But there is so much more happening than muscle memory. There is implicit, procedural, and autobiographical memory in play, all shaping automatically and mostly unconsciously what happens next with my golf shot. Being present and calm with the shot is ideal and increases the likelihood of a great shot, but achieving that is the real head game of golf, just like money. 


All the same, things that impact how we make and take golf shots are at play when we are taking money shots. As we play a round of money with our partners, we may play the same game, but we will have very different shots to take on each hole. We will be drawing on our experiences to navigate our way down the fairway to the hole. 


The eighth hole is a par three, about 167 yards to the pin. I swing, hit the ball, and the line looks amazing. My mind quickly starts to hope and imagine this will be the day I get a hole-in-one—a golfer's dream accomplishment. My mind races to “wait, but no one is here to see it with me” who will believe me? Who will celebrate with me when it happens”. 


The ball drops on the green 7 yards from the hole. Close, but definitely not a hole-in-one. I take a deep breath and realize maybe another day. I did not ask my mind/brain/body to take me on that journey from shot to ball landing. It happened automatically. I observed it and experienced it, which is what we can do with our money shots.  


  1. The scorecard 


The ninth hole is perched up high on the hill. A beautiful view of the surrounding area opens up, and a long 437 yards down to the hole. I have been writing the number of strokes and puts for each hole in my scorecard. I see the mounting score and from hole one’s hope of having a better than average round to me to the middle of the round, reminding myself I am out of practice and this is just for fun for me, to bring this nine-holes to a close I will play again I just want to have a good last hole. 


We use scorecards in golf and financial planning to track our progress. At the same time, there is no way the scorecard of golf or financial planning can tell the whole story of what this game has been like. It is only a reduced representation of all that has happened.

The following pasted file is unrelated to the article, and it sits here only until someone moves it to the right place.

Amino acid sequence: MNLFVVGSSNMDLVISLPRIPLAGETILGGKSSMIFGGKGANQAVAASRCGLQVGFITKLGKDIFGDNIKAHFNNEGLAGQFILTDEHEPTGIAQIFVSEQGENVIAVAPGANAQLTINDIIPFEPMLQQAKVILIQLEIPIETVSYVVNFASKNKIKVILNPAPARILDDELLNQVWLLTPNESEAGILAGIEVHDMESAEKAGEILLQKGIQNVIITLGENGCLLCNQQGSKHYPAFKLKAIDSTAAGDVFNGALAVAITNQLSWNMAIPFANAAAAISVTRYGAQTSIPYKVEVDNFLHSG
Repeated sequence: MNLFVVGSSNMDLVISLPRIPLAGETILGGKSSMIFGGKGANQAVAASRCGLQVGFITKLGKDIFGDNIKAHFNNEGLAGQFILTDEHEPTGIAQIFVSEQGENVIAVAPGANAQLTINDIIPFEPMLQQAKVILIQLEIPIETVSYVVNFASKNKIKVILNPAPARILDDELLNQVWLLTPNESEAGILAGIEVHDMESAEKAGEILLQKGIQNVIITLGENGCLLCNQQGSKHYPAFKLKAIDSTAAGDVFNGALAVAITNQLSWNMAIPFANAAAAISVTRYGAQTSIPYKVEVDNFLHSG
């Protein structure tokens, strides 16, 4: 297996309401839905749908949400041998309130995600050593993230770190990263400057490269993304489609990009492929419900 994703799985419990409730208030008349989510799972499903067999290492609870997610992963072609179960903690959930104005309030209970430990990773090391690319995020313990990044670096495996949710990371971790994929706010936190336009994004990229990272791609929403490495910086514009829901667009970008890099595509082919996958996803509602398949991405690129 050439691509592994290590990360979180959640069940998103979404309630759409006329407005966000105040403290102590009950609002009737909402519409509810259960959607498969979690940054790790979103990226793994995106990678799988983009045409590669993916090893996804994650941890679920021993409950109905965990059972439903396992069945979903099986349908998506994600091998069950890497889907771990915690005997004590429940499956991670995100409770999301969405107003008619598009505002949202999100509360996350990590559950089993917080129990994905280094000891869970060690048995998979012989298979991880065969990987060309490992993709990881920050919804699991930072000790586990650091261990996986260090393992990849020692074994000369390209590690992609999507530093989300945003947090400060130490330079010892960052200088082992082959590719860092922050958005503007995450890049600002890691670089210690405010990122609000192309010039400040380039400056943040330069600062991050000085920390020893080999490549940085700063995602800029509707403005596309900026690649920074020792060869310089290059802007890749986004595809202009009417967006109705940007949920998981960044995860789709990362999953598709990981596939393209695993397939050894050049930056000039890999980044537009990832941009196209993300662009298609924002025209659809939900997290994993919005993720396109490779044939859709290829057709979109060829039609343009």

As I finish the round and tally up my 9-holes of golf, I realize I played right to my average. This time I recognize at a much deeper level that my score is not what is important to me. It is the experience of golfing that matters to me. If I am going to be a golfer, I want to learn to enjoy the game continually, just like love and money.


I loved being out in nature. I loved seeing the bluebonnets. I loved seeing the wildlife, deer, groundhogs, and ducks colored in a way I had never seen. The smell of mesquite wood. The feel of the wind on my skin. Enjoying the fantasy of being a great golfer. The humility of recognizing that I am a middle-aged father who is happy to golf six times a year because other things are important in my life, including my kid's soccer games and helping my wife with household chores and afternoon dates from time to time. 


So the scorecard matters and doesn’t matter at all. I think this is true of financial planning. We want to use a scorecard to track our money game and see if we can use it to find places where we can improve our financial game, especially in coordination with loved ones. In the end, love and money is a captain choice game where you are picking the best shot between the players for the next shot. 


If you would like help with your golf game, I am not the person for you, but I am if you would like help improving your love and money game. My Therapy-Informed Financial Planning™ process will help the two of you play a better round of life together.


Book your tee time with me here to talk about your next round of love and money. 


Your love and money caddy,
Ed Coambs - Therapy-Informed Financial Planner™